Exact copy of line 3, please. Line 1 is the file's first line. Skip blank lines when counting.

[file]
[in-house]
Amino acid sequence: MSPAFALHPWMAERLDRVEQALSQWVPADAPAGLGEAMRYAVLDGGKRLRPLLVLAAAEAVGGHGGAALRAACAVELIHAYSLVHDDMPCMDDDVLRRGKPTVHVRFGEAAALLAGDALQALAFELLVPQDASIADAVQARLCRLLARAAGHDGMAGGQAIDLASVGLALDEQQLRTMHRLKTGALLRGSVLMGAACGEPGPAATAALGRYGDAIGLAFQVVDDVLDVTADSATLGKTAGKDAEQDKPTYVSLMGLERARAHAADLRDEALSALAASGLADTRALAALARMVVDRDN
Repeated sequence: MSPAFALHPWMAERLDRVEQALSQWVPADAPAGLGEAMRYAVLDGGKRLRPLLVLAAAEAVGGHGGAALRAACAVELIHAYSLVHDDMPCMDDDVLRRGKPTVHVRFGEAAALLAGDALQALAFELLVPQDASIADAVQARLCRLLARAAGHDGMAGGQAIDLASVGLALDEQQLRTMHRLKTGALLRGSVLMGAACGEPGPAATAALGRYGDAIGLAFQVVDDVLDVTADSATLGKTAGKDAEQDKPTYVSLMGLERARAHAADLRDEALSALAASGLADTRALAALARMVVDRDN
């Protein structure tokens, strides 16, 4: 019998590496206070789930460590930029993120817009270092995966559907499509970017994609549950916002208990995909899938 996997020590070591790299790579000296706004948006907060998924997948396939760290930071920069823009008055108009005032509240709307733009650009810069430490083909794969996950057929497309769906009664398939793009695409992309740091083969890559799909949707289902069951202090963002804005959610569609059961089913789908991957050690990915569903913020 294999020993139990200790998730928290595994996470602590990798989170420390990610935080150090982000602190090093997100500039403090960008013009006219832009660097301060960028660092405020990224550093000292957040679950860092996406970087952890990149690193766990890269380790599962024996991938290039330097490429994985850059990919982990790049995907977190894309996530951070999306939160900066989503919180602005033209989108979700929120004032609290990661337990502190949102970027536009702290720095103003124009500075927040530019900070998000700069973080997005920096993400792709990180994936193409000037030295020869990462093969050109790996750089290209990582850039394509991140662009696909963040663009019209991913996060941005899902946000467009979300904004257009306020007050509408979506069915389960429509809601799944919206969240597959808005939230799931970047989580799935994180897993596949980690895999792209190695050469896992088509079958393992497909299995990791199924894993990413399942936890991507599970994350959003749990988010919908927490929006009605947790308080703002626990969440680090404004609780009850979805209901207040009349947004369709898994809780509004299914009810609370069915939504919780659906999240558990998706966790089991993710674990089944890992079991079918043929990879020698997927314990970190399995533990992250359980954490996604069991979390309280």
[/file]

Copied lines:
Repeated sequence: MSPAFALHPWMAERLDRVEQALSQWVPADAPAGLGEAMRYAVLDGGKRLRPLLVLAAAEAVGGHGGAALRAACAVELIHAYSLVHDDMPCMDDDVLRRGKPTVHVRFGEAAALLAGDALQALAFELLVPQDASIADAVQARLCRLLARAAGHDGMAGGQAIDLASVGLALDEQQLRTMHRLKTGALLRGSVLMGAACGEPGPAATAALGRYGDAIGLAFQVVDDVLDVTADSATLGKTAGKDAEQDKPTYVSLMGLERARAHAADLRDEALSALAASGLADTRALAALARMVVDRDN